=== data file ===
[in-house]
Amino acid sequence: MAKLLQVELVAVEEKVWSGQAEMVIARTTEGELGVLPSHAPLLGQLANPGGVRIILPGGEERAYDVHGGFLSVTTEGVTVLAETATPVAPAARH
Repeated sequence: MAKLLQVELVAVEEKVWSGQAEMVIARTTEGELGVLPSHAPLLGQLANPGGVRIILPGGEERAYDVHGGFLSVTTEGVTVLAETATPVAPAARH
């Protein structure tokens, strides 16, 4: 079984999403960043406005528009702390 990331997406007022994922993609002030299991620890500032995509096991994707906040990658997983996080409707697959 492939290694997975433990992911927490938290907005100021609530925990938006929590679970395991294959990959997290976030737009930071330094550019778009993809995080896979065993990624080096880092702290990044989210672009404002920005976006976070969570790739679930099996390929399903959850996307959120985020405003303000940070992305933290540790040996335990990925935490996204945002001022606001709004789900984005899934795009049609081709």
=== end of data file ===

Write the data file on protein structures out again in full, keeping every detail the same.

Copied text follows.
[in-house]
Amino acid sequence: MAKLLQVELVAVEEKVWSGQAEMVIARTTEGELGVLPSHAPLLGQLANPGGVRIILPGGEERAYDVHGGFLSVTTEGVTVLAETATPVAPAARH
Repeated sequence: MAKLLQVELVAVEEKVWSGQAEMVIARTTEGELGVLPSHAPLLGQLANPGGVRIILPGGEERAYDVHGGFLSVTTEGVTVLAETATPVAPAARH
């Protein structure tokens, strides 16, 4: 079984999403960043406005528009702390 990331997406007022994922993609002030299991620890500032995509096991994707906040990658997983996080409707697959 492939290694997975433990992911927490938290907005100021609530925990938006929590679970395991294959990959997290976030737009930071330094550019778009993809995080896979065993990624080096880092702290990044989210672009404002920005976006976070969570790739679930099996390929399903959850996307959120985020405003303000940070992305933290540790040996335990990925935490996204945002001022606001709004789900984005899934795009049609081709």